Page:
What if the allegation is assault? Must the assault be completed in order to be charged with Burglary of a Habitation with intent to commit assault? NO! However, it may sometimes be difficult for the State of Texas to prove the element of “intent to commit assault” if the facts of the case are not clear.

For example, what if a boyfriend goes to his girlfriend’s apartment and he knocks on the door and hears another man inside the apartment? The girlfriend answers the door and the boyfriend starts yelling at her because he has caught her cheating on him with another man. The other man inside the apartment calls 911 and tells them that the boyfriend is yelling and threatening them and he believes he will enter into the residence to commit an assault.

Of course, the police arrive and immediately arrest the boyfriend for Burglary of a Habitation with intent to commit assault? Because this charge is a felony offense, it must be presented to a grand jury. A grand jury is a panel of citizens that listen to evidence and decide whether the felony case should proceed forward through the justice system. The grand jury could be presented the contextual evidence regarding the fact that the girlfriend was cheating on the boyfriend and that no specific threats or actions were taken that would constitute a threat of assault. In this instance, the grand jury could either lower the charge to the lesser included offense of criminal trespass or they may choose to No Bill the case, essentially exonerating him of all charges.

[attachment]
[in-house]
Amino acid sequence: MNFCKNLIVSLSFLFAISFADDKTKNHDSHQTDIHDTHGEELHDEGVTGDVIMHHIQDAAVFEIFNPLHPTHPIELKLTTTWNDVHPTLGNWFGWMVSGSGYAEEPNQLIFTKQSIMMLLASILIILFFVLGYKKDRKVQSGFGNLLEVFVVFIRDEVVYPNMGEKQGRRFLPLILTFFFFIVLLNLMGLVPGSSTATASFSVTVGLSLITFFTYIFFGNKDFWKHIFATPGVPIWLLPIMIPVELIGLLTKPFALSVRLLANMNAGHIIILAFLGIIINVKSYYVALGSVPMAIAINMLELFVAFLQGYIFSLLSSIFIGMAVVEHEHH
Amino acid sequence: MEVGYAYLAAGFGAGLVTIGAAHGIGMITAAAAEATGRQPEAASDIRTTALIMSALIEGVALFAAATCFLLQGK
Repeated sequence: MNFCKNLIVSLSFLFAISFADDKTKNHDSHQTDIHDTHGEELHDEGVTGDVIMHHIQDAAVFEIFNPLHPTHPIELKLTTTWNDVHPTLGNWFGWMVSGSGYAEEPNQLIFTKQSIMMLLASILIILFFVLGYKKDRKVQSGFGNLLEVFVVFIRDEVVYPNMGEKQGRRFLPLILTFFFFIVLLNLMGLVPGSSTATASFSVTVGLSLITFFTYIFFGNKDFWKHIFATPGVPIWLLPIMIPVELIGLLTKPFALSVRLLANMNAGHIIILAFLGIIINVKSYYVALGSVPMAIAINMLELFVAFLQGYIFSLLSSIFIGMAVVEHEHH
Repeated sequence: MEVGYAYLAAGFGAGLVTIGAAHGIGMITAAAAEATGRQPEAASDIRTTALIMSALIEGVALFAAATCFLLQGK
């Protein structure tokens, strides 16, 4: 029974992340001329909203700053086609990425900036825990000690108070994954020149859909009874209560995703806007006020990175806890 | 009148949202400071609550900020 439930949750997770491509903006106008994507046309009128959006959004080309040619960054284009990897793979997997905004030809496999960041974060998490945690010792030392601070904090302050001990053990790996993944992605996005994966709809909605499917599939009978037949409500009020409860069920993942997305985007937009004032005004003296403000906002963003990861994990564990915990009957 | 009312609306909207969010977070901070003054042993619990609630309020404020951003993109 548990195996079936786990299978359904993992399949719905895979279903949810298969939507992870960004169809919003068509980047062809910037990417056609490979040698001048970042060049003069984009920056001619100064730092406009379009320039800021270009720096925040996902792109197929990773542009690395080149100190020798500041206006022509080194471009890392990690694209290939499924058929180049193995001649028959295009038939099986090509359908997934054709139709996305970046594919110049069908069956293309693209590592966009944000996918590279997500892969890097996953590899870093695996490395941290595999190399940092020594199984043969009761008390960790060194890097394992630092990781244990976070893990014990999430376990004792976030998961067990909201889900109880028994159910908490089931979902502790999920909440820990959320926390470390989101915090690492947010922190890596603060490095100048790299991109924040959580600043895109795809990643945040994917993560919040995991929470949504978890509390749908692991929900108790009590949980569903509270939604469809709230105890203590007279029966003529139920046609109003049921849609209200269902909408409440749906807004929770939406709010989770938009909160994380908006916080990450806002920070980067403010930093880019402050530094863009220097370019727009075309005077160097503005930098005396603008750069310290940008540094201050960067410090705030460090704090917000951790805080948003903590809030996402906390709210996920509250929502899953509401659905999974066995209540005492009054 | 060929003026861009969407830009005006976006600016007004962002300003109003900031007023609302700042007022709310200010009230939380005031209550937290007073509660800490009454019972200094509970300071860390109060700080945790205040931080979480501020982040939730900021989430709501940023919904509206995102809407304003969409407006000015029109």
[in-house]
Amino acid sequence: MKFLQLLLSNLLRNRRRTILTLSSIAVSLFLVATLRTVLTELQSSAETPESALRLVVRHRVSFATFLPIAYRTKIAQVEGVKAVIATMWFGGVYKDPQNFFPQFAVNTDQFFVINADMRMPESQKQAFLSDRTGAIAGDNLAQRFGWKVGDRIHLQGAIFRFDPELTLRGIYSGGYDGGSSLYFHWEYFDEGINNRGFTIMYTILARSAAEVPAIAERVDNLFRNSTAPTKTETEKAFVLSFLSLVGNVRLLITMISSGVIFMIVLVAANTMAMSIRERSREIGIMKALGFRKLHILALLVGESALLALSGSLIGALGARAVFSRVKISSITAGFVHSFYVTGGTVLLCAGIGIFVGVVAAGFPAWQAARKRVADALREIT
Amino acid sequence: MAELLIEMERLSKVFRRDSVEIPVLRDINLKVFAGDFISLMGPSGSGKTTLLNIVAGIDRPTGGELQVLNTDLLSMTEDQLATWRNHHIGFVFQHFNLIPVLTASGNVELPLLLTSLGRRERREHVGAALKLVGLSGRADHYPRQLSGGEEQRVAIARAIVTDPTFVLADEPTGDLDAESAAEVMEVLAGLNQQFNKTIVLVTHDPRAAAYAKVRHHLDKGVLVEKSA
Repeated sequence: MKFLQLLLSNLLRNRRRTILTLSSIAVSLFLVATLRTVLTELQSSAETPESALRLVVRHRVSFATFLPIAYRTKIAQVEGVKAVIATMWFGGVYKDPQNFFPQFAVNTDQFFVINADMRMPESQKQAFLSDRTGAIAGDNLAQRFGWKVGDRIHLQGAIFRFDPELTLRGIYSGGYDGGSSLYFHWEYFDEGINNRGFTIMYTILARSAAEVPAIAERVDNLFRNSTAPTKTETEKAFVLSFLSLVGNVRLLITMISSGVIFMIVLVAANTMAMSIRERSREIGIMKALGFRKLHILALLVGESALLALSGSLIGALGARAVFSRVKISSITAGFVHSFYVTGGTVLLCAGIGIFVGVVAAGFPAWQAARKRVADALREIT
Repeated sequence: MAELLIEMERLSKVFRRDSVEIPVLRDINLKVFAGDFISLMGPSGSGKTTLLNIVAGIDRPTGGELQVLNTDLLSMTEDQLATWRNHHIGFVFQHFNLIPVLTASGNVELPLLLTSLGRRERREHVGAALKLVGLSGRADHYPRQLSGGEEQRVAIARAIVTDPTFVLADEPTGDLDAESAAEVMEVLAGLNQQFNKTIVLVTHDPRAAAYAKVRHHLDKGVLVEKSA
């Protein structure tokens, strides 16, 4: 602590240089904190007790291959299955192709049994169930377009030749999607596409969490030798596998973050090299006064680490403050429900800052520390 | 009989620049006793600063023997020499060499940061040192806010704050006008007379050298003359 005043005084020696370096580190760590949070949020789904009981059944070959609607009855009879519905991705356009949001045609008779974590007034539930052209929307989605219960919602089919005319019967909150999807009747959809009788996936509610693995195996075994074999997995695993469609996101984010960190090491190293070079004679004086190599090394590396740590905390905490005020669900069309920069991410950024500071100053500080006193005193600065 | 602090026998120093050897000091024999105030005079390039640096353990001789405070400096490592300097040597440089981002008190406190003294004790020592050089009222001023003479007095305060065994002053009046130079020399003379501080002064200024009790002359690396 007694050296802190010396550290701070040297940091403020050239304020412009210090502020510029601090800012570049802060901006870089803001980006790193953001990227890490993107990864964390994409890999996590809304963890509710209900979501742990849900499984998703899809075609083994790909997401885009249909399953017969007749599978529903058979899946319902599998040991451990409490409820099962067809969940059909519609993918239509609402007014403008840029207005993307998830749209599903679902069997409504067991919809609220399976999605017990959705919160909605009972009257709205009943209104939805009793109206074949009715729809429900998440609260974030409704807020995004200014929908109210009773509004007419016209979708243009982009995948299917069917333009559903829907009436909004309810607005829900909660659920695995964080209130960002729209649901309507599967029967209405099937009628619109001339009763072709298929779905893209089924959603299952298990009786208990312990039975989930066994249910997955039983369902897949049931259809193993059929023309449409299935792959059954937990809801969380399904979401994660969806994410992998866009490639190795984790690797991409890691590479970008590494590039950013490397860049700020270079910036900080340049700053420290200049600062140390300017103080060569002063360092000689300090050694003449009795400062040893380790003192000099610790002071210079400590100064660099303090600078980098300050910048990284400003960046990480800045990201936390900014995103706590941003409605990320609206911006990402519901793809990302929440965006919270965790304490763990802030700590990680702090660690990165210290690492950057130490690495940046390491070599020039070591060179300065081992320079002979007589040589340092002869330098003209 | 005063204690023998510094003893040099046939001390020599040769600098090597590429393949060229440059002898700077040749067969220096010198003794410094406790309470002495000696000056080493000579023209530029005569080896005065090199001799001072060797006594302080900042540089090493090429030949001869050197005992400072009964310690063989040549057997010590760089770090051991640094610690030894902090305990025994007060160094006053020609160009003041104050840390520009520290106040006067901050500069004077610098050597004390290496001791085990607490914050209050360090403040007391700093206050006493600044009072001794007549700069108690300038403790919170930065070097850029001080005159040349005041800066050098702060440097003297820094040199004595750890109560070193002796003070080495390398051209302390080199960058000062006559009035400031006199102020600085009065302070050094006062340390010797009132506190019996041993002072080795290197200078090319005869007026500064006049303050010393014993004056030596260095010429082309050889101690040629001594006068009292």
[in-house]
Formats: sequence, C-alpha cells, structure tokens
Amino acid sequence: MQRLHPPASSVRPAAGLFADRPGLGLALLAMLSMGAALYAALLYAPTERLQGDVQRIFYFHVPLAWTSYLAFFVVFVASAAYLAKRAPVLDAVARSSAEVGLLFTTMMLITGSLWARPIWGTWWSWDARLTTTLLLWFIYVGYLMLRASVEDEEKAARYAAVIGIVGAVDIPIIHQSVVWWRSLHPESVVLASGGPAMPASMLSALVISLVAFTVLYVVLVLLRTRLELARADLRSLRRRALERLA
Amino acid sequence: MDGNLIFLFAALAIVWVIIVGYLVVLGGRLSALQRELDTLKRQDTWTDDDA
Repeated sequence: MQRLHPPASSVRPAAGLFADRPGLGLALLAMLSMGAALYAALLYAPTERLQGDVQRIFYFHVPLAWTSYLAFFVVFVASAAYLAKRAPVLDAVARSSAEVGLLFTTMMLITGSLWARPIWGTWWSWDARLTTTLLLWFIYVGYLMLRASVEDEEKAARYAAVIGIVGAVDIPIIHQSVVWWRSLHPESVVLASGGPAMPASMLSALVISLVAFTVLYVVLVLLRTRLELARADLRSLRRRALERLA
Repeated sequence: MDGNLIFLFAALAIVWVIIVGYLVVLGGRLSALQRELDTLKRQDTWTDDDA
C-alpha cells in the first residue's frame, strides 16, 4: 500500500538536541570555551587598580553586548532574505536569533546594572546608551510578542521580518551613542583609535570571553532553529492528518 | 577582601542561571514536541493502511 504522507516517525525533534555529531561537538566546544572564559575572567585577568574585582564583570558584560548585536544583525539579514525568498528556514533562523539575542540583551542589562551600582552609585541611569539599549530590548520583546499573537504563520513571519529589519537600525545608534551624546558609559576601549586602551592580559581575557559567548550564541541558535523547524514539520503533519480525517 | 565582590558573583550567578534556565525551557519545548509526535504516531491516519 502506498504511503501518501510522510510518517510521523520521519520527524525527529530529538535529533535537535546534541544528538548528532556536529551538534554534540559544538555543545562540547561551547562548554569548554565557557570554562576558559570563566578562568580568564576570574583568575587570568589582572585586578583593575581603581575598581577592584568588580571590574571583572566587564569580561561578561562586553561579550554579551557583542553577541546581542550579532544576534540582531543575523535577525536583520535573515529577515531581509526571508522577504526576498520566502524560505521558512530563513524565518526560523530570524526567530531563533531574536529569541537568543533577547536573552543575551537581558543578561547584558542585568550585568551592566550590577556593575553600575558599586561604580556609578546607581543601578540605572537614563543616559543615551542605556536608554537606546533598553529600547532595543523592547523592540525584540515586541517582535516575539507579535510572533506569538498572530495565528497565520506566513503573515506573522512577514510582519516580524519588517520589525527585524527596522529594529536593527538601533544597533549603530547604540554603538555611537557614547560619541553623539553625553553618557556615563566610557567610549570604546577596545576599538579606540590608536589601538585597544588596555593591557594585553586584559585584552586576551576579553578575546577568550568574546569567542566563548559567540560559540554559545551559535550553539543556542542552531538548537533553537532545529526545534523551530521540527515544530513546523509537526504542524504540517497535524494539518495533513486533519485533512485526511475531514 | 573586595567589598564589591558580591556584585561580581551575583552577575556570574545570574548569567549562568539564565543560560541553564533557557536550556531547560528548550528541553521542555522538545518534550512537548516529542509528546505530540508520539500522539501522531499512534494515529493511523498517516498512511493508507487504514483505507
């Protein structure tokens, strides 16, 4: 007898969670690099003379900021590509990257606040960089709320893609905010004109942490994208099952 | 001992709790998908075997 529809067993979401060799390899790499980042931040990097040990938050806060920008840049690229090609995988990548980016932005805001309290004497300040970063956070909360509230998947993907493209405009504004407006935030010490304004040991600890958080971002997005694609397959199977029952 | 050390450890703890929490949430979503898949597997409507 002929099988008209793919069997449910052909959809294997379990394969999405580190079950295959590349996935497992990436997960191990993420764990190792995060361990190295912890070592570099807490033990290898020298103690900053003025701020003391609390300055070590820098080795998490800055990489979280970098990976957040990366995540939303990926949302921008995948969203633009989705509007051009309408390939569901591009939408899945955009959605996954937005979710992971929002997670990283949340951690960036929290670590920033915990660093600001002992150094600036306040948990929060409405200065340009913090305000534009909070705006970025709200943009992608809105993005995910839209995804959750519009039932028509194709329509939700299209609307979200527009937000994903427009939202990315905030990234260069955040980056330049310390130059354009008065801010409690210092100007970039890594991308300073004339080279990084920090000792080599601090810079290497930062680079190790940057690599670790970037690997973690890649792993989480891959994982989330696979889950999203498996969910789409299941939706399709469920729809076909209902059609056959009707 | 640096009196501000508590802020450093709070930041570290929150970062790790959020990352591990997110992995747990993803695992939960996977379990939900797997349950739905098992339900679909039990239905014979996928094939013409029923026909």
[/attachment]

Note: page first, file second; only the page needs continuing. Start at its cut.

While simple defense techniques can help reduce charges and penalties, without professional legal guidance, you may end up doing more time and paying more for your crime.

About the Author:

Brandon Fulgham has an in-depth understanding of both Texas law and Texans themselves. Before practicing law here, he received his undergraduate degree from TCU, and his law degree from South Texas College of Law in Houston. After graduation, he worked in District Attorneys’ offices as a prosecutor, building cases designed to put people behind bars. Now, he uses that knowledge to protect the rights of people in and around Fort Worth, making sure they receive the strongest possible defense when they find themselves on the wrong side of the law. He has been recognized for his work by The National Trial Lawyers, Fort Worth Magazine, and others.